“The United States needs to make it clear that Turkey cannot do whatever it wishes and kill indiscriminately as it seeks to occupy a large section of land in Syria. If the U.S. stood up to Turkey, as President Ronald Reagan and other world leaders have done when they reaffirm the Armenian Genocide, then Turkey would not be behaving in such a barbaric manner and assume it can get away with it,” the Co-Chairs added.
New footage show ongoing attacks by Turkey across northern and eastern Syria, including a hospital hit in Ras al-Ain. Immediately following the announcement of the “ceasefire,” Turkey’s President Recep Tayyip Erdogan and Foreign Minister Mevlut Cavusolgu said that the military operation was merely “paused for 120 hours” rather than a “ceasefire.”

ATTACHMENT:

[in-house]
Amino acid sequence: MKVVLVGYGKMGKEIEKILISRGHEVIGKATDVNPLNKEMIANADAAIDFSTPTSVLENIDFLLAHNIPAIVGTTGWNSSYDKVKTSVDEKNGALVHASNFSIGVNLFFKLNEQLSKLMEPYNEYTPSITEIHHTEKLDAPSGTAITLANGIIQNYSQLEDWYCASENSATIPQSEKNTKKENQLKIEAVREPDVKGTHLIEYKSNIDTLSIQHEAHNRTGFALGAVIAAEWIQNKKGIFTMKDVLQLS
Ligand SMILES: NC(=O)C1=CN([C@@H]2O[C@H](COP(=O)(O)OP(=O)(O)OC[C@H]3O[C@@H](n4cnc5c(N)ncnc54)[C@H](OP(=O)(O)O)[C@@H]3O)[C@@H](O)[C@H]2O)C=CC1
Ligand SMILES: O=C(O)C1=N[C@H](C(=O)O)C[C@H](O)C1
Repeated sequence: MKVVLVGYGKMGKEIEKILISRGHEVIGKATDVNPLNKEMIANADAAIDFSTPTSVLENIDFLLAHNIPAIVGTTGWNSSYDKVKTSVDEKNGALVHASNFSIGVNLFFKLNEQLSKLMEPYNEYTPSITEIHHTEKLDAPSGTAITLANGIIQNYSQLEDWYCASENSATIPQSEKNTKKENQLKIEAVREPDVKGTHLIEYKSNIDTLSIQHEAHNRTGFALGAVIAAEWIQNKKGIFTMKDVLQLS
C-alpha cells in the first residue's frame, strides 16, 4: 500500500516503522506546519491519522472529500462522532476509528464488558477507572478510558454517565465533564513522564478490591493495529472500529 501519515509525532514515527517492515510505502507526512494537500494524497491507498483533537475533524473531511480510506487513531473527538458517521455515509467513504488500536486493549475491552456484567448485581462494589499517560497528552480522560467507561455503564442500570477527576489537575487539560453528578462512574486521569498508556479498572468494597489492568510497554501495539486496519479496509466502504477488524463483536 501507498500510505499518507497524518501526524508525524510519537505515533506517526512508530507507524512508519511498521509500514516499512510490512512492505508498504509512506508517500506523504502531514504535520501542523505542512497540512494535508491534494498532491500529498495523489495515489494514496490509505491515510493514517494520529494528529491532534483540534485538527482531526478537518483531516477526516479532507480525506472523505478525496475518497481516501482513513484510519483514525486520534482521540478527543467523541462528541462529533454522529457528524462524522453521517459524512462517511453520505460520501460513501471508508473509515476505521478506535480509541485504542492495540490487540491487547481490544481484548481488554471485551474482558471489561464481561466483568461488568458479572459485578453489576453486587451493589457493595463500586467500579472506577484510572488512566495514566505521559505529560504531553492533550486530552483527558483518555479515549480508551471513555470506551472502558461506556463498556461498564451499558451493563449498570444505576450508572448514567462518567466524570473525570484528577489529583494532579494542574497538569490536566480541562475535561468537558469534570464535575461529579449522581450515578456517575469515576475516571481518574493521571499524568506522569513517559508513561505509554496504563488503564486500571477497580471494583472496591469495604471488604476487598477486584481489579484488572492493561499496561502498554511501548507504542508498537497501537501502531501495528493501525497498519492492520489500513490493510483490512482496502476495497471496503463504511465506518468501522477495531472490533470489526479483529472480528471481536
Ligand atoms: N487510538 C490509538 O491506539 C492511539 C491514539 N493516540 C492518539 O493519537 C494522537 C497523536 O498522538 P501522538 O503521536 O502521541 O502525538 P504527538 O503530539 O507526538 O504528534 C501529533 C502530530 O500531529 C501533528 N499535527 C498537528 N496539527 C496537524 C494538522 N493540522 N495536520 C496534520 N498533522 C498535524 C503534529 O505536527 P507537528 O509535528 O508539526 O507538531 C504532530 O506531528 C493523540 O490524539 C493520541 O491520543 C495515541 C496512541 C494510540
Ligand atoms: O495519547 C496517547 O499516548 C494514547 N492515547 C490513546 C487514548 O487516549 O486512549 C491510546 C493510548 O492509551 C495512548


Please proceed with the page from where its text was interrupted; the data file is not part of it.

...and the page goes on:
“We will only stop the operation if our conditions are met,”Cavusoglu said in a press conference. He added that “as a result of our president’s skillful leadership, we got what we wanted.” The “safe zone” proposed by Turkey will be under full control of the Turkish Armed Forces. “Giving a break does not mean to withdraw our forces,” Cavusoglu stated. “We will go on being there.”
UNITED STATES SENATE
On October 18, U.S. Senators Chris Van Hollen (D-MD) and Lindsey Graham (R-SC) introduced the “Countering Turkish Aggression Act of 2019” to impose sanctions against Turkey following their invasion of northeastern Syria and their slaughter of the Kurdish people. Last week they introduced the framework of the bill.